Abstract Title:

Lignan and isoflavone excretion in relation to uterine fibroids: a case-control study of young to middle-aged women in the United States.

Abstract Source:

Cytotechnology. 2005 Jan;47(1-3):97-105. PMID: 16960173

Abstract Author(s):

Charlotte Atkinson, Johanna W Lampe, Delia Scholes, Chu Chen, Kristiina Wähälä, Stephen M Schwartz

Article Affiliation:

Division of Public Health Sciences, Fred Hutchinson Cancer Research Center, Seattle, WA 98109, USA.


BACKGROUND: Uterine fibroids are hormonally responsive; estradiol and progesterone stimulate their growth, and gonadotrophin-releasing hormone agonists shrink them. Phytoestrogens, including isoflavones and lignans, can act as weak estrogens or antiestrogens.

OBJECTIVE: The objective of this case-control study was to evaluate the relation between uterine fibroid risk and phytoestrogen exposure.

DESIGN: Two overnight urine collections (48 h apart) from 170 uterine fibroid cases and 173 controls were analyzed for isoflavonoids (ie, daidzein, genistein, equol, and O-desmethylangolensin) and lignans (enterodiol and enterolactone). Logistic regression was used to determine associations between the mean excretion of the 2 collections and the risk of uterine fibroids.

RESULTS: Unadjusted isoflavone excretion did not differ significantly between cases and controls (2.33 +/- 5.82 and 2.60 +/- 5.90 nmol/mg Cr, respectively; P = 0.68), but cases excreted significantly less lignans than did controls (2.86 +/- 3.45 and 4.57 +/- 6.67 nmol/mg Cr, respectively; P<0.01). The trend for a reduced risk of uterine fibroids with increasing quartiles of lignan excretion was significant (odds ratio for highest versus lowest quartile = 0.31; 95% CI: 0.17, 0.58; P for trend<0.01). When adjusted for age, BMI, race, family history of uterine fibroids, and isoflavone excretion, this trend remained but was attenuated (P = 0.07).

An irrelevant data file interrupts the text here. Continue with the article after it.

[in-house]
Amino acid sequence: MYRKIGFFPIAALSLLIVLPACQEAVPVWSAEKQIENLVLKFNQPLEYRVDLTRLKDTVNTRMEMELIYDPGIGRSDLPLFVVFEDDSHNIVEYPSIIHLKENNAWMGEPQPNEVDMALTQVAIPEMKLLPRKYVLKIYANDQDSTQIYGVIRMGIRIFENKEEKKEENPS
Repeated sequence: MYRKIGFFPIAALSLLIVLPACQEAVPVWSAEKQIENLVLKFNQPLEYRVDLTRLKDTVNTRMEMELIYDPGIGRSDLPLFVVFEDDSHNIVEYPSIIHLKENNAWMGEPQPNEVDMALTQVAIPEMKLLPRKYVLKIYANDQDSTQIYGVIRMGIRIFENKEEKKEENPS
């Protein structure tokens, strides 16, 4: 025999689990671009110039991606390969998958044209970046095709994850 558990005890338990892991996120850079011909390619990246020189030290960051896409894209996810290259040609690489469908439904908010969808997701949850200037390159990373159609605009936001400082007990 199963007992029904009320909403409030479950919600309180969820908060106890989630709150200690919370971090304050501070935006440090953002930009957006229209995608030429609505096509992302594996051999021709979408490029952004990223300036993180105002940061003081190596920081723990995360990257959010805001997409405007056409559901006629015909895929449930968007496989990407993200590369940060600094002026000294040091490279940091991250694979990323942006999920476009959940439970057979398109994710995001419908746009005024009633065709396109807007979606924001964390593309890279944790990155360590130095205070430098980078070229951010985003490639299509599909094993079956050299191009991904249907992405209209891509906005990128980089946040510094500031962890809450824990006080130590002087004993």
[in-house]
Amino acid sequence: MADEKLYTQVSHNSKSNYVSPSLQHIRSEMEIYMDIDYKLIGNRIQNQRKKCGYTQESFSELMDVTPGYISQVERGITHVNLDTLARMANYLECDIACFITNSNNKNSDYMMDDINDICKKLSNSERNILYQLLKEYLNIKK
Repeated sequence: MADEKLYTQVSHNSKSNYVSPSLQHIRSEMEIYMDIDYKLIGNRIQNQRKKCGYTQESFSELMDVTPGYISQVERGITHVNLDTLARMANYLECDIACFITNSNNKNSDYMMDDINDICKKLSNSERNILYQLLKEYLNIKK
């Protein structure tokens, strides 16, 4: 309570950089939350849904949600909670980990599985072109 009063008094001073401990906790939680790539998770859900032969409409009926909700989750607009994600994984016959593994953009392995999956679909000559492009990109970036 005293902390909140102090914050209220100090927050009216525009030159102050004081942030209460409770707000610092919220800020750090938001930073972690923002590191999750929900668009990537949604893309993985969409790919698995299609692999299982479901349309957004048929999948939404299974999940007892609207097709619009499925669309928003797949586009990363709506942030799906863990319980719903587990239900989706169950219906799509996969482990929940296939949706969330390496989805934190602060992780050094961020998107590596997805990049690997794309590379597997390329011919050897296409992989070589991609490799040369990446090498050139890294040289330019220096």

CONCLUSIONS: Our findings suggest a modest inverse association between lignan excretion and uterine fibroid risk. Whether this relation represents an effect of lignans per se or of other constituents of lignan-containing foods on the development of uterine fibroids remains to be determined. No association was found between isoflavone excretion and uterine fibroids; however, the intake of soy foods, the primary source of isoflavones, was low in this population.

Print Options

Sayer Ji
Founder of GreenMedInfo.com

Subscribe to our informative Newsletter & get Nature's Evidence-Based Pharmacy

Our newsletter serves 500,000 with essential news, research & healthy tips, daily.

Download Now

500+ pages of Natural Medicine Alternatives and Information.

This website is for information purposes only. By providing the information contained herein we are not diagnosing, treating, curing, mitigating, or preventing any type of disease or medical condition. Before beginning any type of natural, integrative or conventional treatment regimen, it is advisable to seek the advice of a licensed healthcare professional.

© Copyright 2008-2023 GreenMedInfo.com, Journal Articles copyright of original owners, MeSH copyright NLM.